Exercising when your joints hurt can be a challenge. But to keep them in good working order, it’s essential to keep moving. There isn’t a one-size-fits-all approach. Determining which exercise is best takes a little know-how, and an understanding of your specific condition, current health, needs and goals.
Creating the right exercise plan for you takes patience, and sometimes, a little trial and error. Working with your doctor for exercise recommendations and guidance is always a good place to start. For example, if your current exercise routine is causing pain or you’re not sure which type of exercise to start with, physical therapists are uniquely positioned to address these concerns.
Dr. Michael Studnicka, DPT, OMPT, physical therapist at ProMedica, explains, “We start with history and a physical examination to determine the cause of symptoms and the tissues that are painful. With this knowledge and utilizing evidence-based practice, we initiate a treatment plan to address these impairments.”
“Particular to therapeutic exercise, we can use gravity with or without resistance starting with simple motions and if tolerated expanding to more functional movements,” he adds. “If this causes pain, we can perform gravity eliminated exercises while the condition continues to heal and return back to gravity when appropriate. We just have to work together until we find the right mix of physical activity for you.”
Discover Different Types of Exercise
When mapping a course for feeling better, it helps to know your options. Dr. Studnicka suggests learning about a few different types of exercise, including:
- Low-impact aerobic exercise. Sometimes called “joint-friendly” exercise by doctors, low-impact exercise minimizes the effects on weight-bearing joints, especially your knees, hips, and spine. Aquatic exercise is one example of a low-impact activity that can help you improve muscle strength while minimizing joint stress.
- Flexibility and range of motion exercises. Slow, controlled flexibility and range of motion exercises that don’t increase pain can help you protect your joints, improve your cartilage health and stay comfortable during routine daily activities.
- Strength training exercises. Strengthening or resistance exercises use weights or bands to help you increase function and reduce pain.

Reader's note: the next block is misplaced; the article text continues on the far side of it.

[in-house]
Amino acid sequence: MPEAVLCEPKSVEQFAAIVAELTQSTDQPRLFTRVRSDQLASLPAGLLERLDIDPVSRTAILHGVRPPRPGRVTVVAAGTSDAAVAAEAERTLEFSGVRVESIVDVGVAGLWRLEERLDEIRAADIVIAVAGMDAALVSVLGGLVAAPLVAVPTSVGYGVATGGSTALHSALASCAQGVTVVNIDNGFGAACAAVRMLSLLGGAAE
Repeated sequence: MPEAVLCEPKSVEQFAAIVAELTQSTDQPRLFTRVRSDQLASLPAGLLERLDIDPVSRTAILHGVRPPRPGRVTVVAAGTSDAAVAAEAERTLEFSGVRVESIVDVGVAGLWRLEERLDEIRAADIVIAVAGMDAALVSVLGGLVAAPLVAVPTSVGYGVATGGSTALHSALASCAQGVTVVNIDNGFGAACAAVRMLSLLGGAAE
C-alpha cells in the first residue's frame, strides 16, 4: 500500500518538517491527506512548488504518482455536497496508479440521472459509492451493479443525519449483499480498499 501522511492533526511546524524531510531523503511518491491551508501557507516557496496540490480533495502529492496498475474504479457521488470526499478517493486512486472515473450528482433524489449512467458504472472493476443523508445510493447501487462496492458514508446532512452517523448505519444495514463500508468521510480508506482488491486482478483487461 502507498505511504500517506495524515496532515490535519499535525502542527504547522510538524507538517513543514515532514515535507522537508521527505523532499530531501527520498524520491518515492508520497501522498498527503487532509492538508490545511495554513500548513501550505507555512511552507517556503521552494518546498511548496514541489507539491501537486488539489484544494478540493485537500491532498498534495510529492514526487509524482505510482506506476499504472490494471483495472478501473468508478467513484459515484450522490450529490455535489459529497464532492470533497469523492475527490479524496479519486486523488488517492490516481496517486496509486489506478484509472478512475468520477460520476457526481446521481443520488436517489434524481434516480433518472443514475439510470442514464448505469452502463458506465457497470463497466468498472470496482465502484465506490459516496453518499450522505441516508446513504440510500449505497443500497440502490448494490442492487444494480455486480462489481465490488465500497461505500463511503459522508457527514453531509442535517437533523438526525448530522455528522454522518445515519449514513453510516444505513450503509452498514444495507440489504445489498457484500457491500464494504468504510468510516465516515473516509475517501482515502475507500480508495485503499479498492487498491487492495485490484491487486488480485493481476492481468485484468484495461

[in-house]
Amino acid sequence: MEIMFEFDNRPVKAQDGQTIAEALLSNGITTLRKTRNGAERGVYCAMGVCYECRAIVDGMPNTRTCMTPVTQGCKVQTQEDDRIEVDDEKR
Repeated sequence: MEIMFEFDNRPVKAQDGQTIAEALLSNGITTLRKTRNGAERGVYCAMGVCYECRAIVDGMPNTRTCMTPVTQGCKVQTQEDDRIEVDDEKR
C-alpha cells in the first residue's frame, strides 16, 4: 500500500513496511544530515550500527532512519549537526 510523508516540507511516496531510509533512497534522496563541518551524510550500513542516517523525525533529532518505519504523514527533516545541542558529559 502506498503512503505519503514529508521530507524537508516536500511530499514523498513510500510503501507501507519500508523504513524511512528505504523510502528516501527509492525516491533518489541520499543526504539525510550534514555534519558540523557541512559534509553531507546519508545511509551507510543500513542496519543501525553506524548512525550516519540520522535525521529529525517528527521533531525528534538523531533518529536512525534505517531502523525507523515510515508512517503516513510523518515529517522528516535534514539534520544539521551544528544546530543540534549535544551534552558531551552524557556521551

It’s not just about the type of exercise you do, but how you exercise that counts. A trained professional can help ensure that your movements are safe and effective.
Use the SMART Method
Ignore the old adage, “No pain, no gain.” If exercises are causing symptoms to worsen, they may be contributing to inflammation and tissue damage. It’s essential to learn how to exercise safely and to modify your activity when arthritic symptoms increase. Don’t push through the pain. If it hurts, you should stop.
“Generally, you want to remain as active as you can, but you need to stop when your joints begin to hurt,” says Dr. Studnicka. “If this warning sign is ignored, the inflammatory process will start. Depending on the severity of pain that results, it could stop you from exercising for a couple days or halt work on a project.”
Physical therapists can teach pain management strategies so when a joint begins to hurt, a few simple movements combined with a short rest break can make it easier to resume the exercise or project.
To enjoy the benefits of increased activity, use the SMART method:
- Start low, go slow.
- Modify activity when arthritis symptoms increase. Try to stay active.
- Activities should be joint friendly.
- Recognize safe places and ways to be active.
- Talk to a health professional or certified exercise specialist.
Exercise should help you improve, and not be an arduous, painful task. If you’re exercising more and enjoying it less — and aren’t seeing improvement — modify your routine.
To get the most out of your workout, you can modify any or all of the five variables of physical exercise:
- Arc of movement: If a movement is painful, change the range and/or angle.
- Duration: Change how long you do an exercise.
- Frequency: Change how often you exercise.
- Intensity: Change how hard you exercise.
- Speed: Change how fast you exercise.
Get Started With a Plan
A medical professional, such as your family doctor, specialist or physical therapist, can help you create an effective exercise plan that supports your joints and overall health. They may also be able to help you address other areas that support joint health.
For instance, if you’re overweight, losing even a little bit of weight may help your joints feel better. “Losing one pound of weight results in four pounds of pressure being removed from the knees. In other words, losing just 10 pounds would relieve 40 pounds of pressure from your knees”, says Dr. Studnicka. “And this translates to less pain and more exercise.” Once you feel that difference, it can motivate you to keep going.
To learn more or to connect to a physical therapist near you, call 877-425-5734 or visit ProMedica’s website.